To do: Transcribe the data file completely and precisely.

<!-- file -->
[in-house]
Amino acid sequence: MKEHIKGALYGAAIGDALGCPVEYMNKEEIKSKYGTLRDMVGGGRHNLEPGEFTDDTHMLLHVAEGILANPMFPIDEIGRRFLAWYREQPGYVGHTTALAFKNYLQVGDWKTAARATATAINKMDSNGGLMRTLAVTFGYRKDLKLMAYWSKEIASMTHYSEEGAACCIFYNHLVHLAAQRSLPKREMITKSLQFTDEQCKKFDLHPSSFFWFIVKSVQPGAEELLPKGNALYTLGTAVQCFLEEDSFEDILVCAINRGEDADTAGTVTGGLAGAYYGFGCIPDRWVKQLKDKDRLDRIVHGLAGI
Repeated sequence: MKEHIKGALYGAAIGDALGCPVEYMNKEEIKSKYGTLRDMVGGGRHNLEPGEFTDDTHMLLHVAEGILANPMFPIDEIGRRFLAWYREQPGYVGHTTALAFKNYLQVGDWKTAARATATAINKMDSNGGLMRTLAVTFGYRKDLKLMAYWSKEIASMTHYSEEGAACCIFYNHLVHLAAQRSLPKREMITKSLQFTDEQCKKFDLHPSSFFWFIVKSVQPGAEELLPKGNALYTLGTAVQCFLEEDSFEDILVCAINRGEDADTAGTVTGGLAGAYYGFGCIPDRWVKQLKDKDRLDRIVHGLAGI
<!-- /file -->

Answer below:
[in-house]
Amino acid sequence: MKEHIKGALYGAAIGDALGCPVEYMNKEEIKSKYGTLRDMVGGGRHNLEPGEFTDDTHMLLHVAEGILANPMFPIDEIGRRFLAWYREQPGYVGHTTALAFKNYLQVGDWKTAARATATAINKMDSNGGLMRTLAVTFGYRKDLKLMAYWSKEIASMTHYSEEGAACCIFYNHLVHLAAQRSLPKREMITKSLQFTDEQCKKFDLHPSSFFWFIVKSVQPGAEELLPKGNALYTLGTAVQCFLEEDSFEDILVCAINRGEDADTAGTVTGGLAGAYYGFGCIPDRWVKQLKDKDRLDRIVHGLAGI
Repeated sequence: MKEHIKGALYGAAIGDALGCPVEYMNKEEIKSKYGTLRDMVGGGRHNLEPGEFTDDTHMLLHVAEGILANPMFPIDEIGRRFLAWYREQPGYVGHTTALAFKNYLQVGDWKTAARATATAINKMDSNGGLMRTLAVTFGYRKDLKLMAYWSKEIASMTHYSEEGAACCIFYNHLVHLAAQRSLPKREMITKSLQFTDEQCKKFDLHPSSFFWFIVKSVQPGAEELLPKGNALYTLGTAVQCFLEEDSFEDILVCAINRGEDADTAGTVTGGLAGAYYGFGCIPDRWVKQLKDKDRLDRIVHGLAGI